What should or could the CIA have known about the Egyptian uprising? Joseph Wippl, a professor of international relations at BU and a 30-year CIA operations officer gives the following view:
“Part of the intent in the creation of the CIA through the National Security Act of 1947 was to avoid surprise, the most noteworthy being the Japanese attack on Pearl Harbor. The authority granted to CIA was to engage in human intelligence, better known as espionage, to avoid surprise and to better understand the cause of events and their implications for the future.
“The question now is did the CIA forewarn regarding the events occurring in Egypt and prior to that in Tunisia? And if not, why not? What kind of clandestine sources were needed then or are needed now?
“Are sources needed in the Egyption armed forces, the Ministry of Interior where police powers reside, the executive offices of the President, the Foreign Ministry, the religious leadership, all the various opposition elements, including the Moslim brotherhood? Have the possible new leaders in Egypt been identified and approached before the crisis?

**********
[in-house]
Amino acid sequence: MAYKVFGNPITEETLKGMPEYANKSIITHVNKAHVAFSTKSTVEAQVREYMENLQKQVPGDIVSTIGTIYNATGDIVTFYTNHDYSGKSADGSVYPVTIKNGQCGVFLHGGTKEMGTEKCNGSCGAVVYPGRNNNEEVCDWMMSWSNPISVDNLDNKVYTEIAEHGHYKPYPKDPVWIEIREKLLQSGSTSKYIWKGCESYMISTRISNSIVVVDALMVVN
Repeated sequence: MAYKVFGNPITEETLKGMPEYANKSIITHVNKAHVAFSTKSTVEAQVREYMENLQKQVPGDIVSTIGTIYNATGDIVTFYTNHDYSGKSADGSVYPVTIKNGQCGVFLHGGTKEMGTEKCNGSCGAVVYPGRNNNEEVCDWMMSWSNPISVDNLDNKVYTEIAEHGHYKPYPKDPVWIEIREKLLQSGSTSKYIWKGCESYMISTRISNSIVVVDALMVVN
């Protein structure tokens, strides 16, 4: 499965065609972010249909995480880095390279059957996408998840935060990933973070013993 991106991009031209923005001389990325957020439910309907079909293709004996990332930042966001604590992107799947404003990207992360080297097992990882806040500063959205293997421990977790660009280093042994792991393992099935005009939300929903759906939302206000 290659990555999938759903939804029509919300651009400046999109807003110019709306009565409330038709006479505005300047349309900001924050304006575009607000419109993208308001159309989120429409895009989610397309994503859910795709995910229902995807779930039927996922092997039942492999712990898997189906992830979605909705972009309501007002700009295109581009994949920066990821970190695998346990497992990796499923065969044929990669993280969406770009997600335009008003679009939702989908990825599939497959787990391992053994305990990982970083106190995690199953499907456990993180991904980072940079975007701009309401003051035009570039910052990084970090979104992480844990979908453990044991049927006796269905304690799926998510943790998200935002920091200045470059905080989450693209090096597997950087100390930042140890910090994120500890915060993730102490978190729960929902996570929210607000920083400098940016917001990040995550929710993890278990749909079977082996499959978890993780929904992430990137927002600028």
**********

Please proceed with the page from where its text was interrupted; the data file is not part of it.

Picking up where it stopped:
“There are never enough sources with access to information of importance, but when these sources exist, they are there because of decades of continuous cultivation and handling. Sources can provide invaluable information to the U.S. leadership. Has such a program of long-term agent recruitment taken place? Have other partner countries engaged in these activities which can now assist us in better understanding events?
“In the past, the U.S. intelligence community has missed major events. Usually the reason is a concentration on immediate problems — that is, Afghanistan, Pakistan, Iran, Iraq — at the expense of intermediate and long-term problems of as great or greater importance.”
Contact Joseph Wippl, 617- 353-8992, firstname.lastname@example.org